Chivalry, British sovereignty and dynastic politics: undercurrents of antagonism in Tudor-Stewart relations, c.1490−c.1513
Article first published online: 24 JUN 2013
© 2013 The Author. Historical Research published by John Wiley & Sons Ltd. on behalf of Institute of Historical Research.
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Volume 86, Issue 234, pages 601–618, November 2013
How to Cite
Stevenson, K. (2013), Chivalry, British sovereignty and dynastic politics: undercurrents of antagonism in Tudor-Stewart relations, c.1490−c.1513. Historical Research, 86: 601–618. doi: 10.1111/1468-2281.12017
- Issue published online: 14 OCT 2013
- Article first published online: 24 JUN 2013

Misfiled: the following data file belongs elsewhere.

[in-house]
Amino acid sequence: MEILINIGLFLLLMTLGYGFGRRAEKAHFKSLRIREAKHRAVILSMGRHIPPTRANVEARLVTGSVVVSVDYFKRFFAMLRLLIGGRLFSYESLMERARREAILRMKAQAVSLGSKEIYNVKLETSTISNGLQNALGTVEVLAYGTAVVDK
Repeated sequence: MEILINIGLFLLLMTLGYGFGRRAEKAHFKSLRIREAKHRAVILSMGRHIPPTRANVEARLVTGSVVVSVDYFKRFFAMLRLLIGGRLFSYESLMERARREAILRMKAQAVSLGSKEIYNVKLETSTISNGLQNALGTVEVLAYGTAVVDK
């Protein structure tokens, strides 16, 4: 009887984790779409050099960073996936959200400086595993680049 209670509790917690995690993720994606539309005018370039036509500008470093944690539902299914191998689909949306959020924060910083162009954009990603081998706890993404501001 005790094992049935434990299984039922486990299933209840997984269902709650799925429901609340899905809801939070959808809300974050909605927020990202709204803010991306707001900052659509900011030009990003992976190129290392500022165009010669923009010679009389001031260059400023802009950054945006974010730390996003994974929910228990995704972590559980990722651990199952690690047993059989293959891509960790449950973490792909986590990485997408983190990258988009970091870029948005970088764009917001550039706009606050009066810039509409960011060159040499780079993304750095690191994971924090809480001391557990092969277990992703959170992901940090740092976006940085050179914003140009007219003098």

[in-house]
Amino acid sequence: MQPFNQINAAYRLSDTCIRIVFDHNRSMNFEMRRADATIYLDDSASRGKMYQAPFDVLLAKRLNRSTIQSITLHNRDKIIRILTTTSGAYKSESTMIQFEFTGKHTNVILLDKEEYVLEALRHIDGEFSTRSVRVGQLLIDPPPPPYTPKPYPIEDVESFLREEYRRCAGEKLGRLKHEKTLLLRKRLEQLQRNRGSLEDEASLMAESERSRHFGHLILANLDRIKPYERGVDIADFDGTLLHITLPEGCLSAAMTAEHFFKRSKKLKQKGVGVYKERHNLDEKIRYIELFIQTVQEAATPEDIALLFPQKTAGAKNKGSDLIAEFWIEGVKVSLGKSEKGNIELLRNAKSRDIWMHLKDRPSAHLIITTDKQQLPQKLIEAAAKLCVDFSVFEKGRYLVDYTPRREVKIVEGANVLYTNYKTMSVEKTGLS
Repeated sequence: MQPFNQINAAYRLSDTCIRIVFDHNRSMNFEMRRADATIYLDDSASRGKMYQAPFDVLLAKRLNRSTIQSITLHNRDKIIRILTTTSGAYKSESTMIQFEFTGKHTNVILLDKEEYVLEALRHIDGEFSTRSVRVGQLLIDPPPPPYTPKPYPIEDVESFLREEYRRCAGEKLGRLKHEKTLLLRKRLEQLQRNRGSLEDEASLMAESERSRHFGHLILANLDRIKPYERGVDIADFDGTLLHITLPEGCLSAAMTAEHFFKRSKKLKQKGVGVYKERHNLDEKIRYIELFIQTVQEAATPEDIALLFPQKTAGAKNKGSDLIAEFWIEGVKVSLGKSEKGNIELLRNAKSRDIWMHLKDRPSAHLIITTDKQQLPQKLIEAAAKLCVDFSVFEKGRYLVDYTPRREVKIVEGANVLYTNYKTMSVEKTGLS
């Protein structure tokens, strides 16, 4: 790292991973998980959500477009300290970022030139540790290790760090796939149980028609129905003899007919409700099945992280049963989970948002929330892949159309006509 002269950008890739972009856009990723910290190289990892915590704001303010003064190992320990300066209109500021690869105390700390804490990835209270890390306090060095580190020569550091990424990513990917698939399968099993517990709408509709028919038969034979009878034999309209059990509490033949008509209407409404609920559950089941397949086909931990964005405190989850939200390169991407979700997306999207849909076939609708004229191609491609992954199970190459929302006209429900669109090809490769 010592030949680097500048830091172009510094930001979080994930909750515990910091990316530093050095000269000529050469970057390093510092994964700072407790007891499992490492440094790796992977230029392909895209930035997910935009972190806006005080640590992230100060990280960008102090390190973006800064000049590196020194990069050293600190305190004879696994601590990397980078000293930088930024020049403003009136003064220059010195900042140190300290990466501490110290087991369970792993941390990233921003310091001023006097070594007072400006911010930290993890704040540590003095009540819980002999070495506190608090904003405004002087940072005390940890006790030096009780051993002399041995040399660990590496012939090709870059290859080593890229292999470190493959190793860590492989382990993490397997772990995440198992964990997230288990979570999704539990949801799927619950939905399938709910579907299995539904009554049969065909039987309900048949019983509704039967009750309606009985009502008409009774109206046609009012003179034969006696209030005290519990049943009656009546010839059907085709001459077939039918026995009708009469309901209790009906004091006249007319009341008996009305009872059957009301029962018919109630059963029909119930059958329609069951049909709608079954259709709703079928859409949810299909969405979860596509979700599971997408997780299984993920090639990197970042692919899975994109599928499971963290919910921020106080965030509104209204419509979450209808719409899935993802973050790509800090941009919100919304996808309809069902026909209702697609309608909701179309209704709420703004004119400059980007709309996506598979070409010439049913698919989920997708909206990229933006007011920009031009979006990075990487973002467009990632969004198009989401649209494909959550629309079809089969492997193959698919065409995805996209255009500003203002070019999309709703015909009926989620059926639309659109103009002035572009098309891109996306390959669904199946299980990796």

This article investigates the deliberate use and manipulation of chivalric culture and iconography by James IV of Scotland to position the Stewart dynasty's claims to the English throne in contest with the concurrent consolidation of Tudor dynastic security. This resulted in a dialogue developing between the two kingdoms concerning the relationship between sovereignty, dynasty and chivalry. This article argues for a new approach to the study of chivalry, by considering it as a meaningful language in political communication. It finds that chivalry had a strong currency in diplomatic discourse and was used to transact political issues of sovereignty and dynasty.